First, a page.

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It's Not All Black and White

Migrant Mother, Nipomo, California Dorothea Lange (American, 1895–1965)

This is how a computer sees color. More specifically, what you see in this image is the result of feeding an iconic black and white photo into an advanced AI program called Colourise. I recently stumbled across an article detailing this new technology (you can click here to read the article and even try it out for yourself). But, what grabbed my attention even more than the article itself, was the comment section below. I saw many commenters reacting with an almost visceral disgust at some of the computer colorized photos. The reactions were so strong that it got me wondering, how can something as simple as color scheme illicit such varied responses in people? Why do so many artists swear by the use of black and white over color? Some audiences will eat up a movie like The Lighthouse, which was shot on black and white 35mm film. Others find it boring and pretentious. The reason behind this divide can be found in the history of color in media.

The Lighthouse (2019 film)

“Color negates all of photography’s three-dimensional values.”

While the first color photograph was taken in 1861, color in media didn't become used commercially until the 1960s. Popular photographers at the time shunned the use of color with claims that it was "vulgar" and removed any challenge to the viewer's imagination. Photography pioneer Henri Cartier-Bresson is even quoted saying: “Color negates all of photography’s three-dimensional values.” And he had a point. Black and white images allow higher levels of contrast and depth. However, despite the pushback from famous photographers, color photography had almost completely replaced black and white by the end of the 1970s.

Saul Leiter, Taxi, 1957

During this time period, photographer Williams Eggelston bemoaned the advent of color saying: “The world is in color. And there’s nothing we can do about it.” As soon as pandora's box of Kodachrome and Technicolor was opened, there was no going back. Consumers reveled in the ability to see themselves in different shades and hues and photographers quickly adapted to the change in medium. Subject matters shifted from stark geometric shapes and heavily contrasting landscapes to everyday objects and people. This shift was made available by the incredible amount of information that color holds. With color, an image like Leiter's cab photo (pictured above left) becomes a vibrant story instead of the abstract dull shapes it would become in black and white.

2001: A Space Odyssey (1968 film)

These were ideas that filmmakers had been playing with for years. Movies like the Wizard of Oz used color to explore themes as early as 1939 but, color in film truly achieved new heights alongside photography in the 1960s. Filmmakers like Stanley Kubrick began to heavily experiment with color and the effect it has on the viewer. He has been noted to have an obsession with the color red. This color evokes passion, fear, hunger, and other primal emotions that are central to many of his movies.

In modern cinema, the use of color to convey information is so widely used that audiences have begun to recognize industry standards. Horror movies are pale blue. Apocalyptic movies are grey. Movies that distort reality are green. Anything shot in a dry hot climate is yellow. These effects are so commonplace that you can accurately organize most major Hollywood productions by plot according to the color pass filter used.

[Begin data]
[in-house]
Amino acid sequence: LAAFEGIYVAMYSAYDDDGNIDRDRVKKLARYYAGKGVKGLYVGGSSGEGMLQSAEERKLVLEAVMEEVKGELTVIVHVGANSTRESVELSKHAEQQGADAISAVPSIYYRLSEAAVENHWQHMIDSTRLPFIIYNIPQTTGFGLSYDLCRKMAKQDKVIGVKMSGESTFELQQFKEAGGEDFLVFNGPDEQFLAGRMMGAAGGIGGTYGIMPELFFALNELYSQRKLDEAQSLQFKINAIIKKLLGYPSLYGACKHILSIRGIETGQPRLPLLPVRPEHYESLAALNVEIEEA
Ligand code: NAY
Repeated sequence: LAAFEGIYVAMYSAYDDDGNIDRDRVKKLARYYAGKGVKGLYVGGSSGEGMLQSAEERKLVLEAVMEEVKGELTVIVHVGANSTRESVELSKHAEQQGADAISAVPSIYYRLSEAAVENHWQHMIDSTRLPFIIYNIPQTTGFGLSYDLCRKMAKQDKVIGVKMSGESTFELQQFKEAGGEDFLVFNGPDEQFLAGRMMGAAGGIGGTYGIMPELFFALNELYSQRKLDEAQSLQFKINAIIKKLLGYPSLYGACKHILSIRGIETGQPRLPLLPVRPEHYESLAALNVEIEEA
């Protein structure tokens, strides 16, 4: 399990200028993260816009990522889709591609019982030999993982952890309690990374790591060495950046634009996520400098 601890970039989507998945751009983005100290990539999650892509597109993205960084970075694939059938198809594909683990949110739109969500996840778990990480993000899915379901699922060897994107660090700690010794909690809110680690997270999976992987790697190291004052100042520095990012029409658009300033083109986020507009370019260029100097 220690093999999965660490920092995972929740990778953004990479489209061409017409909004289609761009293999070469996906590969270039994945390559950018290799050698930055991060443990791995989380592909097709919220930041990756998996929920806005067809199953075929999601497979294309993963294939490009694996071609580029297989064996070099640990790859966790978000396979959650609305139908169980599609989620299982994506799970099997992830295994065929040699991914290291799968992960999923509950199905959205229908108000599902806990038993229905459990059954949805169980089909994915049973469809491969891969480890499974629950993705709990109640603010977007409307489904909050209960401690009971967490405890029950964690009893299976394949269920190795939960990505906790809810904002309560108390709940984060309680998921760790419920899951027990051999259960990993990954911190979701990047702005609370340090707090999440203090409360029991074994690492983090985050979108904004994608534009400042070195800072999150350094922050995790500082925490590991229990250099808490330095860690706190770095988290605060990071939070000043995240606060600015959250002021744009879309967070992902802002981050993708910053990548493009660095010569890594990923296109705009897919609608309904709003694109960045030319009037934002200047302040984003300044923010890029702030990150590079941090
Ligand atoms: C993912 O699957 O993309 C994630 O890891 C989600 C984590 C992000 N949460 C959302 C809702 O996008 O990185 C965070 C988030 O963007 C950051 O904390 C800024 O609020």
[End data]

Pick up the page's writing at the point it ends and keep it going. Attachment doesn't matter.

While the psychology of color was first explored through art, it has pervaded most forms of media. Modern advertising relies heavily on the subtle emotional states that color can communicate. Corporate logos are often branded with colors that reflect the industry they are in. Green evokes feelings of stability, health, and comfort, which is why it is used heavily in the corporate branding of banks and hotels, and healthcare facilities. Red and yellow in cooperation can produce feelings of hunger and craving and are used in fast food branding. Color theory in psychology is one of the most often used but least recognized forms of marketing. So, if the effect of color on the brain is so easily exploited, why do certain companies still use black and white in their advertisements?

Why do some of the largest, most successful companies, like Apple, Nike, and Chanel all often forgo the use of color in their branding? Why do some of the most renowned photographers and filmmakers still capture images in black and white?

In our hyper-saturated modern world, color bombards us from all sides. We are constantly receiving packets of information in the form of pigmentation and the effects can be overwhelming. Introduce into this multicolored scene a simple black swoosh on a white background and our minds immediately begin to relax. Instead of a rush of new ideas and concepts to unpack we are presented with simple imagery. We see a black and white photo and are unconcerned with details. We can focus on softer things like emotion and form. In a world of constant color, a black and white image allows us to process things more thoughtfully and hearkens back to a simpler time when we were unconcerned with specific messaging. This is why despite all the realism and detail color affords us in media, black and white will never die. There will always be those that enjoy an old black and white film for the feelings of nostalgia and simplicity it offers. Color is exciting, effective, and real, but, Black and white is classic, honest, and safe.



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